This highlight to young people that they are not alone in any feelings that they have regarding their identity, and allows trans young people to feel that they belong, rather than feeling othered or abnormal.
Trans young people should know that they belong, and have a place, in every school community in NSW.
Being included and reflected in education settings helps reduce stigma and benefits mental health and wellbeing. Negating gender diversity is a deliberate attempt to erase the existence of trans young people and does not adequately balance the needs of parents, students and the community.
Comprehensive education on sexual health (inclusive of diverse genders and sexualities) is an effective early intervention strategy for promoting sexual health and wellbeing and positive, respectful relationships in all young people13. In addition, when LGBTIQA+ young people feel included and connected to their school environment they are more likely to have higher academic achievements, and meaningful relationships and engagements in school.14
The Australian Curriculum, Assessment and Reporting Authority (ACRA), which administers the national school curriculum currently already includes specific modules that highlight the importance of the inclusive and safe school environments for diverse students, and the critical role schools play in delivering sexuality (and gender) education.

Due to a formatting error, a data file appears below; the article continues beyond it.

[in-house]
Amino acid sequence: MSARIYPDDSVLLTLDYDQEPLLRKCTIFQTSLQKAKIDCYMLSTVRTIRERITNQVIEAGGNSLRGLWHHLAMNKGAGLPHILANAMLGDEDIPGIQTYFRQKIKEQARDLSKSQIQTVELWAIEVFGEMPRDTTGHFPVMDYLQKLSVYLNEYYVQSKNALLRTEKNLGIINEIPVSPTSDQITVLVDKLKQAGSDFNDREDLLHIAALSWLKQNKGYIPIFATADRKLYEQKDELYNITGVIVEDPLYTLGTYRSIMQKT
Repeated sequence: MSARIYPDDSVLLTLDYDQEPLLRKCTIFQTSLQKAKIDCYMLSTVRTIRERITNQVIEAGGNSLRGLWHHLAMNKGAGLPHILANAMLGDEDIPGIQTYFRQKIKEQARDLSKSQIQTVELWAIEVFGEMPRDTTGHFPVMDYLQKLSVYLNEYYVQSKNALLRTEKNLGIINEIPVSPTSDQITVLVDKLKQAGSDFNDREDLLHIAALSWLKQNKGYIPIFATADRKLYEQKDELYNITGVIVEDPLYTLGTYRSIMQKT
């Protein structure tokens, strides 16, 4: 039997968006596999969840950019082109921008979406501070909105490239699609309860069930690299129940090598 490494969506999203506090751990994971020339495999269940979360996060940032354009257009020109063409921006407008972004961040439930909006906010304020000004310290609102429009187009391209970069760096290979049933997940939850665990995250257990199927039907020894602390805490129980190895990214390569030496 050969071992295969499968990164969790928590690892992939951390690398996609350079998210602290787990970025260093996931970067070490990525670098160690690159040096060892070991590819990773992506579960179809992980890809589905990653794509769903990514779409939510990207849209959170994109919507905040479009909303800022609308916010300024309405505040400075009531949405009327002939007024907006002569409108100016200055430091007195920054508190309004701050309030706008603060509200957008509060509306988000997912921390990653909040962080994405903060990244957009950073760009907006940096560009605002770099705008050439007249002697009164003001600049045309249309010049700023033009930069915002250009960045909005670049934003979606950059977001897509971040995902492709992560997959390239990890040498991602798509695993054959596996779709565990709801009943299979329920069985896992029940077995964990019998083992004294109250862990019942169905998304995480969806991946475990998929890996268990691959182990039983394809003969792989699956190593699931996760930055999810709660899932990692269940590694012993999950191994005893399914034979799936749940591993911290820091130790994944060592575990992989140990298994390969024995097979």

The Royal Commission into Institutional Responses to Child Sexual Abuse additionally recommended respectful relationships and sexuality education be delivered within existing school curricula.
Parents should not be solely responsible for educating their child about gender
Shifting the onus for education on gender to parents, rather than allowing schools to be a source of knowledge, will have a negative impact on trans young people. Even supportive parents of trans young people report being unaware of how to support their trans child, particularly when they first discover their child is trans.8,12,15
Parents cannot be the educator on gender diversity as this Bill proposes, particularly against a backdrop of such deliberate and harmful disinformation campaigns proliferating the media including by some representatives of the NSW Parliament.
Parents, instead of home-schooling, send their children to school so they can have access to a broad range of ideas and experiences. Many parents publicly shared their struggles of attempting to home-school during COVID-19 lock down periods, parents should not and do not want to be solely responsible for educating their children about society and culture, including about gender, sexuality and lived experiences that differ from their own.
We ask that the Committee to reject this Bill in its entirety. We are available and would welcome to opportunity to appear as a witness.
Dr Fiona Bisshop Mr Teddy Cook